Leiper, Thomas, 1745-1825Variant names
Thomas Leiper was born December 15, 1745 in Strathaven, Lanark, Scotland. He was educated at Glasgow and Edinburgh and immigrated to America in 1763, landing in Virginia where his brother already resided. He was immediately introduced into the business of tobacco, and within several years moved to Philadelphia where he opened a tobacco shop and "engaged in the storing and exportation of tobacco," (Leach). During the Revolutionary War, Leiper became the principal tobacco provider in Philadelphia. In 1776, Leiper purchased land in Delaware County that included a mill at a waterfall on the Crum Creek. He established snuff mills and later purchased a stone quarry. In addition to Leiper’s tobacco business being very successful, over approximately 20 years, he “acquired a total of 728 acres following Crum Creek to the Delaware River,” (Leiper Church). According to Leach, Leiper "amassed a large fortune, which enabled him to subscribe freely to the improvement of Philadelphia and that part of Delaware County in the neighborhood of "Avondale," his country residence."
Leiper was one of the founders of the first troop of Light Horse of the City of Philadelphia, and served in the Revolutionary War, seeing action at Trenton, Princeton, Brandywine, Germantown, Monmouth, and York. Along with his troop, he acted as bodyguard for George Washington and as a defender in the "Fort Wilson Riot" which took place at the home of James Wilson. While most sources state that Leiper served as lieutenant and treasurer of that troop, other sources indicate that he served as a private. Politically, Leiper was a democrat. He served as a presidential elector, director of the Banks of Pennsylvania and the United States, and served as President of the Philadelphia City Council from 1802 to 1805. He also served as a member and President of the Common Council of Philadelphia in 1813. He had much interaction with politicians in the early republic including George Washington and Thomas Jefferson, to whom he rented a house in Philadelphia.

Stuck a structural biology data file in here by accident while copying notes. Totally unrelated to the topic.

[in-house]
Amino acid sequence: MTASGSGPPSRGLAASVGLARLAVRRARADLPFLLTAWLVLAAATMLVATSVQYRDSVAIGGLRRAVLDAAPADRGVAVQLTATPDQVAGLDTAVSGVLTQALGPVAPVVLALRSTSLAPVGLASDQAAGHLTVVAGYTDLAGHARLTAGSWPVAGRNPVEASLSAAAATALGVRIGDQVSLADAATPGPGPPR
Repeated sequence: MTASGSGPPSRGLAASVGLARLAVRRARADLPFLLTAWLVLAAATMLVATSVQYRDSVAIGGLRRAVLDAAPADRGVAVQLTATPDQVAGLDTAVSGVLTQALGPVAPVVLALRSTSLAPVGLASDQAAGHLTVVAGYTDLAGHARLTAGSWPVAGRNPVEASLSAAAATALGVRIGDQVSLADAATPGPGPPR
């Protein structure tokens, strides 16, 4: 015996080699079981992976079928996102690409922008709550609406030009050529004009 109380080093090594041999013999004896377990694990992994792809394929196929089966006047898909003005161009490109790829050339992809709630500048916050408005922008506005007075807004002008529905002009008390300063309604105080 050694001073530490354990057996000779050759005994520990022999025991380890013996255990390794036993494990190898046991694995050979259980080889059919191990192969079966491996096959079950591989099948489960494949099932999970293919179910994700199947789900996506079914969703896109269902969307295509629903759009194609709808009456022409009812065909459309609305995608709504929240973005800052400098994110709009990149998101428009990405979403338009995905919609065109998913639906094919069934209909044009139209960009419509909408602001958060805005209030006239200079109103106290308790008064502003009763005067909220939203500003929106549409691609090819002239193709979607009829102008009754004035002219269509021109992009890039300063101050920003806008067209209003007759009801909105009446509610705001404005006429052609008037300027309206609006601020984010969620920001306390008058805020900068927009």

Leiper’s quarry produced granite for “curbstones in Philadelphia … door steps for city homes, … buildings on the Swarthmore College campus, homes in Swarthmore, and … the Leiper Church,” (Leiper Church). In part due to the success of Leiper’s quarry business, Leiper was faced with a growing problem in transporting the stone to Philadelphia and the surrounding area. According to Leiper Church, “in wet weather, the wagons became bogged down on the dirt roads and since Crum Creek was not navigable, barge transportation was not an option.” Therefore, Leiper first requested permission to build a canal (which was not approved) and approximately 20 years later, built a railroad from his quarries to a spot on Ridley Creek which was navigable.
Leiper married Elizabeth Gray, daughter of Speaker of the House of the Pennsylvania State Legislature, in 1778. They had 13 children, 10 of whom lived to adulthood. Leiper died on July 6, 1825.